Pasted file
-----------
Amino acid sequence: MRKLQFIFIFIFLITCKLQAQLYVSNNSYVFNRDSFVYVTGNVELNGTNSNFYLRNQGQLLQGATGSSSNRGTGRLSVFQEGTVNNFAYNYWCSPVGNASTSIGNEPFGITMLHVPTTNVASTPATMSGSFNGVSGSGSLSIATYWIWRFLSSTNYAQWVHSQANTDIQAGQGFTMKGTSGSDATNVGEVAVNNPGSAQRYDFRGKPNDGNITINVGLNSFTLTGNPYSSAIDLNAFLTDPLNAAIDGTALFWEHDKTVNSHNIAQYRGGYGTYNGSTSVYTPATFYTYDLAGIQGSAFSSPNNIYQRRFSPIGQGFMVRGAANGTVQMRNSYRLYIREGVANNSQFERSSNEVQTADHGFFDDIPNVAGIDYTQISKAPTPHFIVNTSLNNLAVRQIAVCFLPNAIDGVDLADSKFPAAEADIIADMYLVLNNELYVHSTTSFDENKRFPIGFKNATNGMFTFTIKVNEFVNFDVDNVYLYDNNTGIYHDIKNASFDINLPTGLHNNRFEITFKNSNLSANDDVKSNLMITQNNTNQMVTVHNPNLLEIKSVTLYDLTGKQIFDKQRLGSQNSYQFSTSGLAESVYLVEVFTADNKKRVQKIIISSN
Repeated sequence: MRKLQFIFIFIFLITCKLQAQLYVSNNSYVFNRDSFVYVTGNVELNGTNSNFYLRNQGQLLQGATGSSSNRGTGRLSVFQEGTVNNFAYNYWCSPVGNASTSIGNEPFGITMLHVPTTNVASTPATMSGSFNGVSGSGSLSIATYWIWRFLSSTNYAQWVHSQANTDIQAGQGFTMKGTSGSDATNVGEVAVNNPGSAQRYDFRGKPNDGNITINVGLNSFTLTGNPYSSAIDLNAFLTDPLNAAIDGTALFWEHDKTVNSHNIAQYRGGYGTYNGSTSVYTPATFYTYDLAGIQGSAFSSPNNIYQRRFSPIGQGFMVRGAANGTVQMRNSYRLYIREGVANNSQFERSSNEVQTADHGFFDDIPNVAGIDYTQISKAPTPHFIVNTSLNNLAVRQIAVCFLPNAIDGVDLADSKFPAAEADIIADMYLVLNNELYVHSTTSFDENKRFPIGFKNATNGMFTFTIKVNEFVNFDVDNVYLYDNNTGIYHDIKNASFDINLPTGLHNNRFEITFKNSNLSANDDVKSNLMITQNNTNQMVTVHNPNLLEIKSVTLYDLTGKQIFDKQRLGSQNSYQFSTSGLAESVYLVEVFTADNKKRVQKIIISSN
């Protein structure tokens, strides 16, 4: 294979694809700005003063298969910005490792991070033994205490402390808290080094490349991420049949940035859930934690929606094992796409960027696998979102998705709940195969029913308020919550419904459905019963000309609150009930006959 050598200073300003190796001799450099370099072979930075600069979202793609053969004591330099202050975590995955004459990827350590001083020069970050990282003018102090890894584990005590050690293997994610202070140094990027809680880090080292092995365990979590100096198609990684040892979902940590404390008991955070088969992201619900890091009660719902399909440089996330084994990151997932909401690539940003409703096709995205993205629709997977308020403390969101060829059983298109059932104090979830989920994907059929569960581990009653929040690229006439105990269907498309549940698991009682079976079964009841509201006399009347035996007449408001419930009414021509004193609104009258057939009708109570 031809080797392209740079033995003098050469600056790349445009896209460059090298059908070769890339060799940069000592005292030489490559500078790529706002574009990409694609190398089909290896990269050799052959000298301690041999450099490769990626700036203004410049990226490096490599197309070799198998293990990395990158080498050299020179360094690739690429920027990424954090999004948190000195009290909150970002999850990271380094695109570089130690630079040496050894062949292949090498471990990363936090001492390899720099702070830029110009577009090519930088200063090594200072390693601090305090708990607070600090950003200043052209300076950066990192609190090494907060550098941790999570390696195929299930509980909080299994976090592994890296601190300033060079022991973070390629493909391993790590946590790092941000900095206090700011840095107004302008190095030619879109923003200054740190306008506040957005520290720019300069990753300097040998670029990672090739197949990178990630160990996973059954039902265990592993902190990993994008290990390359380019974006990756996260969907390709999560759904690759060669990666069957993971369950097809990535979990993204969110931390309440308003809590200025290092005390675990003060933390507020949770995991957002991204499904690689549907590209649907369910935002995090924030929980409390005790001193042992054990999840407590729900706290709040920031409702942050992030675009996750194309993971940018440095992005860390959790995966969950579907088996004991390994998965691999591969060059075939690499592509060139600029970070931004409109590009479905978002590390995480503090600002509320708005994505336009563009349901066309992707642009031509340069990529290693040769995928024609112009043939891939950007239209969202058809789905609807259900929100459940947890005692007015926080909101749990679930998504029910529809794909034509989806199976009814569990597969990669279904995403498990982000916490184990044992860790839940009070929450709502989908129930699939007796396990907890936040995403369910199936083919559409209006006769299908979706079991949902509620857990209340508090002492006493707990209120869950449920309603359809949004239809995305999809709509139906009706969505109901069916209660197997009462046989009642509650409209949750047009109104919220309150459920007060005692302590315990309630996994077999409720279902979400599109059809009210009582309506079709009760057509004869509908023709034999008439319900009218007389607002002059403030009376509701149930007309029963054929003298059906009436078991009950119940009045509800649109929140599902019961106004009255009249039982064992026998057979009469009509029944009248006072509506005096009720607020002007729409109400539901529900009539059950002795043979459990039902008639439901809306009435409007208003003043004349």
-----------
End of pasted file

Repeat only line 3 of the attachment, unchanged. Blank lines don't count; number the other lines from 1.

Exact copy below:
């Protein structure tokens, strides 16, 4: 294979694809700005003063298969910005490792991070033994205490402390808290080094490349991420049949940035859930934690929606094992796409960027696998979102998705709940195969029913308020919550419904459905019963000309609150009930006959 050598200073300003190796001799450099370099072979930075600069979202793609053969004591330099202050975590995955004459990827350590001083020069970050990282003018102090890894584990005590050690293997994610202070140094990027809680880090080292092995365990979590100096198609990684040892979902940590404390008991955070088969992201619900890091009660719902399909440089996330084994990151997932909401690539940003409703096709995205993205629709997977308020403390969101060829059983298109059932104090979830989920994907059929569960581990009653929040690229006439105990269907498309549940698991009682079976079964009841509201006399009347035996007449408001419930009414021509004193609104009258057939009708109570 031809080797392209740079033995003098050469600056790349445009896209460059090298059908070769890339060799940069000592005292030489490559500078790529706002574009990409694609190398089909290896990269050799052959000298301690041999450099490769990626700036203004410049990226490096490599197309070799198998293990990395990158080498050299020179360094690739690429920027990424954090999004948190000195009290909150970002999850990271380094695109570089130690630079040496050894062949292949090498471990990363936090001492390899720099702070830029110009577009090519930088200063090594200072390693601090305090708990607070600090950003200043052209300076950066990192609190090494907060550098941790999570390696195929299930509980909080299994976090592994890296601190300033060079022991973070390629493909391993790590946590790092941000900095206090700011840095107004302008190095030619879109923003200054740190306008506040957005520290720019300069990753300097040998670029990672090739197949990178990630160990996973059954039902265990592993902190990993994008290990390359380019974006990756996260969907390709999560759904690759060669990666069957993971369950097809990535979990993204969110931390309440308003809590200025290092005390675990003060933390507020949770995991957002991204499904690689549907590209649907369910935002995090924030929980409390005790001193042992054990999840407590729900706290709040920031409702942050992030675009996750194309993971940018440095992005860390959790995966969950579907088996004991390994998965691999591969060059075939690499592509060139600029970070931004409109590009479905978002590390995480503090600002509320708005994505336009563009349901066309992707642009031509340069990529290693040769995928024609112009043939891939950007239209969202058809789905609807259900929100459940947890005692007015926080909101749990679930998504029910529809794909034509989806199976009814569990597969990669279904995403498990982000916490184990044992860790839940009070929450709502989908129930699939007796396990907890936040995403369910199936083919559409209006006769299908979706079991949902509620857990209340508090002492006493707990209120869950449920309603359809949004239809995305999809709509139906009706969505109901069916209660197997009462046989009642509650409209949750047009109104919220309150459920007060005692302590315990309630996994077999409720279902979400599109059809009210009582309506079709009760057509004869509908023709034999008439319900009218007389607002002059403030009376509701149930007309029963054929003298059906009436078991009950119940009045509800649109929140599902019961106004009255009249039982064992026998057979009469009509029944009248006072509506005096009720607020002007729409109400539901529900009539059950002795043979459990039902008639439901809306009435409007208003003043004349």